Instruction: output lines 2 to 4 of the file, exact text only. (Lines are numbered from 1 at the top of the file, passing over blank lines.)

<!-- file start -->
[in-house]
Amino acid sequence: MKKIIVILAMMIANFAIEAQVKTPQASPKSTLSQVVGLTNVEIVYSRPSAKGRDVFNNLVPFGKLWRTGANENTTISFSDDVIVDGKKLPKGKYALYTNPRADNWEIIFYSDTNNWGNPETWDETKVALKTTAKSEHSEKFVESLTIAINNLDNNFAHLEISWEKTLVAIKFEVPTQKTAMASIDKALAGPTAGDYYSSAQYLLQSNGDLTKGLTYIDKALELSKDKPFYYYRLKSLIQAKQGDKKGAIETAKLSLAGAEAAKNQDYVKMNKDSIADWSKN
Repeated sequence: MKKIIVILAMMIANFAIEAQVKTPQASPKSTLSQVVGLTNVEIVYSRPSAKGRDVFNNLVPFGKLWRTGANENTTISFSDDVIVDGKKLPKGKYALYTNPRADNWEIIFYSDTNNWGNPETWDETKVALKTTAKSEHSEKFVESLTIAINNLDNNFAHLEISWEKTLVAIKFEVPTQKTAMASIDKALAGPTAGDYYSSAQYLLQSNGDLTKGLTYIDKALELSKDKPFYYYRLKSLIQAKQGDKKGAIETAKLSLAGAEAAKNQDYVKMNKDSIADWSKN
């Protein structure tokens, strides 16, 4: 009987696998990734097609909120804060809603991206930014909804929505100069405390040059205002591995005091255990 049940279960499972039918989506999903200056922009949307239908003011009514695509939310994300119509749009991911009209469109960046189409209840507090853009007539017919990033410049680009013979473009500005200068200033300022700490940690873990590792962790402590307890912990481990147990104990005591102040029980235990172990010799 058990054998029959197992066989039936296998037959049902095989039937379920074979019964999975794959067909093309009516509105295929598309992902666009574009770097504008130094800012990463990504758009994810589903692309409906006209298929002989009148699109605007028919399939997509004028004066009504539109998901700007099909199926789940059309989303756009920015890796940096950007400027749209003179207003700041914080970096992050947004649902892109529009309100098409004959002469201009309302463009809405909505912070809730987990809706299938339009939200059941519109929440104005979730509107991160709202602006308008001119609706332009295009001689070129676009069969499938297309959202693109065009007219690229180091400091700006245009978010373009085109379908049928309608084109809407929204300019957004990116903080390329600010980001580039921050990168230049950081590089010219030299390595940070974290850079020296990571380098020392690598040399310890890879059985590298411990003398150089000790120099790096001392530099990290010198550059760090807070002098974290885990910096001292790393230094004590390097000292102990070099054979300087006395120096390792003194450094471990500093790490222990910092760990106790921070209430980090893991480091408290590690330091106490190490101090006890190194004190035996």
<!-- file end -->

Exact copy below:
Amino acid sequence: MKKIIVILAMMIANFAIEAQVKTPQASPKSTLSQVVGLTNVEIVYSRPSAKGRDVFNNLVPFGKLWRTGANENTTISFSDDVIVDGKKLPKGKYALYTNPRADNWEIIFYSDTNNWGNPETWDETKVALKTTAKSEHSEKFVESLTIAINNLDNNFAHLEISWEKTLVAIKFEVPTQKTAMASIDKALAGPTAGDYYSSAQYLLQSNGDLTKGLTYIDKALELSKDKPFYYYRLKSLIQAKQGDKKGAIETAKLSLAGAEAAKNQDYVKMNKDSIADWSKN
Repeated sequence: MKKIIVILAMMIANFAIEAQVKTPQASPKSTLSQVVGLTNVEIVYSRPSAKGRDVFNNLVPFGKLWRTGANENTTISFSDDVIVDGKKLPKGKYALYTNPRADNWEIIFYSDTNNWGNPETWDETKVALKTTAKSEHSEKFVESLTIAINNLDNNFAHLEISWEKTLVAIKFEVPTQKTAMASIDKALAGPTAGDYYSSAQYLLQSNGDLTKGLTYIDKALELSKDKPFYYYRLKSLIQAKQGDKKGAIETAKLSLAGAEAAKNQDYVKMNKDSIADWSKN
């Protein structure tokens, strides 16, 4: 009987696998990734097609909120804060809603991206930014909804929505100069405390040059205002591995005091255990 049940279960499972039918989506999903200056922009949307239908003011009514695509939310994300119509749009991911009209469109960046189409209840507090853009007539017919990033410049680009013979473009500005200068200033300022700490940690873990590792962790402590307890912990481990147990104990005591102040029980235990172990010799 058990054998029959197992066989039936296998037959049902095989039937379920074979019964999975794959067909093309009516509105295929598309992902666009574009770097504008130094800012990463990504758009994810589903692309409906006209298929002989009148699109605007028919399939997509004028004066009504539109998901700007099909199926789940059309989303756009920015890796940096950007400027749209003179207003700041914080970096992050947004649902892109529009309100098409004959002469201009309302463009809405909505912070809730987990809706299938339009939200059941519109929440104005979730509107991160709202602006308008001119609706332009295009001689070129676009069969499938297309959202693109065009007219690229180091400091700006245009978010373009085109379908049928309608084109809407929204300019957004990116903080390329600010980001580039921050990168230049950081590089010219030299390595940070974290850079020296990571380098020392690598040399310890890879059985590298411990003398150089000790120099790096001392530099990290010198550059760090807070002098974290885990910096001292790393230094004590390097000292102990070099054979300087006395120096390792003194450094471990500093790490222990910092760990106790921070209430980090893991480091408290590690330091106490190490101090006890190194004190035996």